By Barry Rascovar
October 15, 2015 – What a contrast between the two recent Republican presidential alley fights and the polite, wonkish policy discussions at the Democratic presidential debate Tuesday night in, of all places, a luxurious Las Vegas casino-hotel.
Just as Donald Trump seized the spotlight, and kept it, during the raucous GOP debates, Hillary Clinton clearly took center stage and never relinquished her dominance of the five-candidate Democratic field.
There was no doubt who was the most competent and compelling candidate on stage, the only one you could picture sitting in the Oval Office negotiating the fate of the world with Vladimir Putin.
Wimpy Lincoln Chafee made it embarrassingly clear he would be a lost ball in high grass as president. Jim Webb seemed to have trouble explaining himself. Martin O’Malley (oh, Martin!) too often sounded rehearsed and not-yet-ready for prime time.
Then there was Bernie.
Sen. Bernie Sanders of tiny, rural Vermont, the socialist who turned Democrat at the last minute so he could launch a fervently emotional crusade to rally support for his far-left-of-center utopian ideals.
To Sanders, capitalism belongs in the waste bin of history. Let’s make the U.S. of A. like Denmark!
Similar to Trump, Sanders is capitalizing on public anger over the gridlocked mess in Washington, the dangerously intractable foreign policy quagmires, and the strong dislike people have toward politicians in power. (Sanders may be a U.S. senator but he isn’t allowed to play an influential role.)
Bernie was wonderfully entertaining Tuesday night. He’s a riveting speaker, full of fire and brimstone and loud anger that brought cheers from his fanatical loyalists.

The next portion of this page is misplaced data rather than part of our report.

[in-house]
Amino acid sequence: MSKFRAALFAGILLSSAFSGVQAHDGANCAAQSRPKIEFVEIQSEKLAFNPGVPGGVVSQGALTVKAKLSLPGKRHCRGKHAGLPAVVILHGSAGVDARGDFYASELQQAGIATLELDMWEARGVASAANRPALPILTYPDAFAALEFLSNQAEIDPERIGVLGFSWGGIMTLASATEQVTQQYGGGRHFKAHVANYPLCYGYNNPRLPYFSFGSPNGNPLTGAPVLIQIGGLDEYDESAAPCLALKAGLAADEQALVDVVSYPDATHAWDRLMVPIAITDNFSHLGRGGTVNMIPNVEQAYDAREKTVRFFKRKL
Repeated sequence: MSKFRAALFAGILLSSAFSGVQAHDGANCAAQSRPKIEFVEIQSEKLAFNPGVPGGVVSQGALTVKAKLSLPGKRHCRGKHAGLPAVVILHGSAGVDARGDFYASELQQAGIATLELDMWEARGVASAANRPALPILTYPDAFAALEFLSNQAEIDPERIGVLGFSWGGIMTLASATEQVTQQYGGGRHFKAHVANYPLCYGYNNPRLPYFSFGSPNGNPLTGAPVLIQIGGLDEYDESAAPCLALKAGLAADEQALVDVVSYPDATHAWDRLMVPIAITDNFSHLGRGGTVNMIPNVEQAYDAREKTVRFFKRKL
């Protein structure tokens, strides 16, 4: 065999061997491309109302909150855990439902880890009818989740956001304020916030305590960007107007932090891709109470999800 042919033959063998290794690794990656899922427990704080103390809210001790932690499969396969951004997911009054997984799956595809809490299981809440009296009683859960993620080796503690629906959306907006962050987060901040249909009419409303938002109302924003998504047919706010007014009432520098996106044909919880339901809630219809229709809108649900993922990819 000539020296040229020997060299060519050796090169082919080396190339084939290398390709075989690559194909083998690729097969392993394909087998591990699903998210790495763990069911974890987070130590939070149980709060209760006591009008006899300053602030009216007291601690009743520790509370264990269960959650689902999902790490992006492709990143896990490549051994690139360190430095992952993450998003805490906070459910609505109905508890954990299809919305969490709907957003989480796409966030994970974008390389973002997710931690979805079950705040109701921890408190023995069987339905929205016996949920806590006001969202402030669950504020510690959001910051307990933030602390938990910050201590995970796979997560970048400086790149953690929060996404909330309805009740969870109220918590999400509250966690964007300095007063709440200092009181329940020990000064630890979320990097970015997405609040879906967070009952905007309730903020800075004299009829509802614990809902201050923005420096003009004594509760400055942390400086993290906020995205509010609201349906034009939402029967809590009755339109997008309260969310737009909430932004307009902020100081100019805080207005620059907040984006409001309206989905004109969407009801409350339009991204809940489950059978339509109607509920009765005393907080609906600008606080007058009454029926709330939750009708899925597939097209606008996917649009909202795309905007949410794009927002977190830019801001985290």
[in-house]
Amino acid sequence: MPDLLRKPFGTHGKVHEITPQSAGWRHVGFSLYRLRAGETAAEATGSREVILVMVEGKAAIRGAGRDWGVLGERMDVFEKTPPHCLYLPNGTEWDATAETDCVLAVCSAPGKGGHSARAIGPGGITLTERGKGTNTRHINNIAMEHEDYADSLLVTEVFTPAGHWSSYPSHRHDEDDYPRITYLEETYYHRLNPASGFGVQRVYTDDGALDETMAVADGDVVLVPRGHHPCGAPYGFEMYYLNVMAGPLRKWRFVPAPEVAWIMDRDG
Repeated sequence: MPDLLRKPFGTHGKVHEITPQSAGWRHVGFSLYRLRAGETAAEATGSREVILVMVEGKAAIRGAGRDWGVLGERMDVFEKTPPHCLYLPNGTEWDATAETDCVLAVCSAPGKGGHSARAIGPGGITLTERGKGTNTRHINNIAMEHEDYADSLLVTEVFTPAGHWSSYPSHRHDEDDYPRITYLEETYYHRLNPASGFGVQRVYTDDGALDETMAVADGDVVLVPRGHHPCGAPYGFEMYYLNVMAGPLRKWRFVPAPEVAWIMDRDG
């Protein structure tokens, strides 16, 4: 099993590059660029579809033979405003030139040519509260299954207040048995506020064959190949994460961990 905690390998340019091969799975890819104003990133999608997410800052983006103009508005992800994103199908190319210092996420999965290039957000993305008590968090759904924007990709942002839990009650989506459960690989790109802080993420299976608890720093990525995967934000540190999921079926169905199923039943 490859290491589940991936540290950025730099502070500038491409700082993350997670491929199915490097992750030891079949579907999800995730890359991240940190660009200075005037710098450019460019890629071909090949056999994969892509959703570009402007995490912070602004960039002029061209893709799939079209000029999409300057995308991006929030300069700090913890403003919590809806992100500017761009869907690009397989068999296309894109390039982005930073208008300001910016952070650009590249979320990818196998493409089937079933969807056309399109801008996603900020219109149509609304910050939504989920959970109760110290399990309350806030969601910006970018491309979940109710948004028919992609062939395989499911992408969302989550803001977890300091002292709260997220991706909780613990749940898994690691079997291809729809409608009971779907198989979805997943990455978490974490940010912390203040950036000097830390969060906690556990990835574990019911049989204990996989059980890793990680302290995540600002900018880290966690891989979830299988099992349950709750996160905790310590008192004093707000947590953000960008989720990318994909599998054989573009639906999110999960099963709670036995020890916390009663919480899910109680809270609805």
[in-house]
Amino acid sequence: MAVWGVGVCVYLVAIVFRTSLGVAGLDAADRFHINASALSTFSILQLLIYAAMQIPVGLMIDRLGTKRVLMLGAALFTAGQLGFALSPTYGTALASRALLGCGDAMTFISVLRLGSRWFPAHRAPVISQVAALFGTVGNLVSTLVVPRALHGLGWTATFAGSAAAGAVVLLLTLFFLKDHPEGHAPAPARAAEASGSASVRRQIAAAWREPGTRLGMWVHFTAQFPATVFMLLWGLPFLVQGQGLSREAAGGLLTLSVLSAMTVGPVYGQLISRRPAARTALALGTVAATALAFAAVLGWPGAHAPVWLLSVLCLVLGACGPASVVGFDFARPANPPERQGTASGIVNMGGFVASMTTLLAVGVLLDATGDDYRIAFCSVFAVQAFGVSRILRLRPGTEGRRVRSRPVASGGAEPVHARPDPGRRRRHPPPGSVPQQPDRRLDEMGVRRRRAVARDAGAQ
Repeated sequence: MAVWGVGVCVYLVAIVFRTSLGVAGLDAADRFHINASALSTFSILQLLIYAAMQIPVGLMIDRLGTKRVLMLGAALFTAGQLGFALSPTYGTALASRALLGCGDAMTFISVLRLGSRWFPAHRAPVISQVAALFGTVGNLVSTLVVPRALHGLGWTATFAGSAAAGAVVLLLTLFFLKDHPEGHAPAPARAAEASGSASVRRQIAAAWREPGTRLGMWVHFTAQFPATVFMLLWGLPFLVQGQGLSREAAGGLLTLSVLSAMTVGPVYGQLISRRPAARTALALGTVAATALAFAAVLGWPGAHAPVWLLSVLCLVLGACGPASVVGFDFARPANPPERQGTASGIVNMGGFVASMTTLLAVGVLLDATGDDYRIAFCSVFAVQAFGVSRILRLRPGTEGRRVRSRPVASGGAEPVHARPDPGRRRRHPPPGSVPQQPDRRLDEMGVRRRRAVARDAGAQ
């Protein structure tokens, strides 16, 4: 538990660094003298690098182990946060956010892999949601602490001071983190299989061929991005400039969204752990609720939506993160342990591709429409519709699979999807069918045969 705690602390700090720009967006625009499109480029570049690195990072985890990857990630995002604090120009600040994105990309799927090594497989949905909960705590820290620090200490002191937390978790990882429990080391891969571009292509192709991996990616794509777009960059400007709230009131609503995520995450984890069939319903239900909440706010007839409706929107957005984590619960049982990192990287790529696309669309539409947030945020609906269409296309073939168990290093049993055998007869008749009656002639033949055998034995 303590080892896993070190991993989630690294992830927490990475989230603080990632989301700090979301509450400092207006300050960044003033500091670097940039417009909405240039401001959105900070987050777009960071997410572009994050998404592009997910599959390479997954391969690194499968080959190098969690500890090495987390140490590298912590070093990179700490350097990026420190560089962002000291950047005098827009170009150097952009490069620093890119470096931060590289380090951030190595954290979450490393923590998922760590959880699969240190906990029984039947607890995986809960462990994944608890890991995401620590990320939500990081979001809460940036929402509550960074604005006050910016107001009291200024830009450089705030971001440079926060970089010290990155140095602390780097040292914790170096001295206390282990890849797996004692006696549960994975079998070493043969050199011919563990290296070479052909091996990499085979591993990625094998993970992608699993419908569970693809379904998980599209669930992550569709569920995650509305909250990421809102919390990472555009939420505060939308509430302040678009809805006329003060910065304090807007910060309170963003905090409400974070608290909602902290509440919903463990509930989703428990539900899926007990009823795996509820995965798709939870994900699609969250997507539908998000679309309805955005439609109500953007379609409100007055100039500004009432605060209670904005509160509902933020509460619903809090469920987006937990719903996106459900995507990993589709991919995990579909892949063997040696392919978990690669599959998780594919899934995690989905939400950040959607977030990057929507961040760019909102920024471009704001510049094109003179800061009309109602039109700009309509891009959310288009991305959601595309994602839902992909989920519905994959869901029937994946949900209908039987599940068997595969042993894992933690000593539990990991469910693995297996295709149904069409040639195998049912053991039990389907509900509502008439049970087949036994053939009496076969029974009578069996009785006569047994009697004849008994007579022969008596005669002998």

But he was woefully short of proposals that stand any chance of becoming reality. Free college education? Free health care for all? All his ideas would require $19 trillion in new tax revenue. Even Sanders’ relentless demands to tax and prosecute billionaires to the hilt won’t come within a continent of paying for his programs.
Sanders is a dreamer and a provocateur. He isn’t going to be president. He’s way too extreme in his notions and way too vague as to how he’d accomplish anything in a Congress that could be controlled by radical Republicans. But his anger and his impossible dreams are perfect foils for the pragmatic front-runner.
Only Clinton stood out as an accomplished presidential candidate who understands the complexities of Washington and recognizes incremental reforms are the only steps that might be possible at the moment.
She came through Tuesday night as someone in command of her facts and her goals — improve life for the middle and lower classes of American society. She is, at this point, the star of a very weak presidential class.
But be aware, we still are over a year away from the general election and over three months from the first primary. It’s a long, long road to the White House and surprises are certain to emerge.
For now, though, the Democratic presidential picture has come into sharp focus. As for the Republicans, we’re still waiting for the three-ring circus to end and real policy discussions to begin.